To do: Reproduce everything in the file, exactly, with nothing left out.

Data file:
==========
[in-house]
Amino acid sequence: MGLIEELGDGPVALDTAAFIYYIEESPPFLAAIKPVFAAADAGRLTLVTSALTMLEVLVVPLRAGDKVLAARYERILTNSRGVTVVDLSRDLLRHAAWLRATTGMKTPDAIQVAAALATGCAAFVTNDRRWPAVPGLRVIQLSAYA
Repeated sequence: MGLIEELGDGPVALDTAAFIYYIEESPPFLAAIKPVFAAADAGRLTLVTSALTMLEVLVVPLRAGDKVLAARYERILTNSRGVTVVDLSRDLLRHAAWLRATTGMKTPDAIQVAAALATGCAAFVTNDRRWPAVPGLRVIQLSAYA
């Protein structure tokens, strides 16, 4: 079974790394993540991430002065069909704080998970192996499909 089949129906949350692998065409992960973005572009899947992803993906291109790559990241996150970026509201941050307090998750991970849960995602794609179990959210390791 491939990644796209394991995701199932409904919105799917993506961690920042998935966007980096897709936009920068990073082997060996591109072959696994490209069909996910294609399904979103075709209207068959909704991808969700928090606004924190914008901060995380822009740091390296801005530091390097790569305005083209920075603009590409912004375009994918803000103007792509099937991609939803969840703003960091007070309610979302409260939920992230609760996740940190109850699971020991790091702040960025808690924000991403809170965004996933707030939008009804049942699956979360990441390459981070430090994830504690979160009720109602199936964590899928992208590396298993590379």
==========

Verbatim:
[in-house]
Amino acid sequence: MGLIEELGDGPVALDTAAFIYYIEESPPFLAAIKPVFAAADAGRLTLVTSALTMLEVLVVPLRAGDKVLAARYERILTNSRGVTVVDLSRDLLRHAAWLRATTGMKTPDAIQVAAALATGCAAFVTNDRRWPAVPGLRVIQLSAYA
Repeated sequence: MGLIEELGDGPVALDTAAFIYYIEESPPFLAAIKPVFAAADAGRLTLVTSALTMLEVLVVPLRAGDKVLAARYERILTNSRGVTVVDLSRDLLRHAAWLRATTGMKTPDAIQVAAALATGCAAFVTNDRRWPAVPGLRVIQLSAYA
């Protein structure tokens, strides 16, 4: 079974790394993540991430002065069909704080998970192996499909 089949129906949350692998065409992960973005572009899947992803993906291109790559990241996150970026509201941050307090998750991970849960995602794609179990959210390791 491939990644796209394991995701199932409904919105799917993506961690920042998935966007980096897709936009920068990073082997060996591109072959696994490209069909996910294609399904979103075709209207068959909704991808969700928090606004924190914008901060995380822009740091390296801005530091390097790569305005083209920075603009590409912004375009994918803000103007792509099937991609939803969840703003960091007070309610979302409260939920992230609760996740940190109850699971020991790091702040960025808690924000991403809170965004996933707030939008009804049942699956979360990441390459981070430090994830504690979160009720109602199936964590899928992208590396298993590379």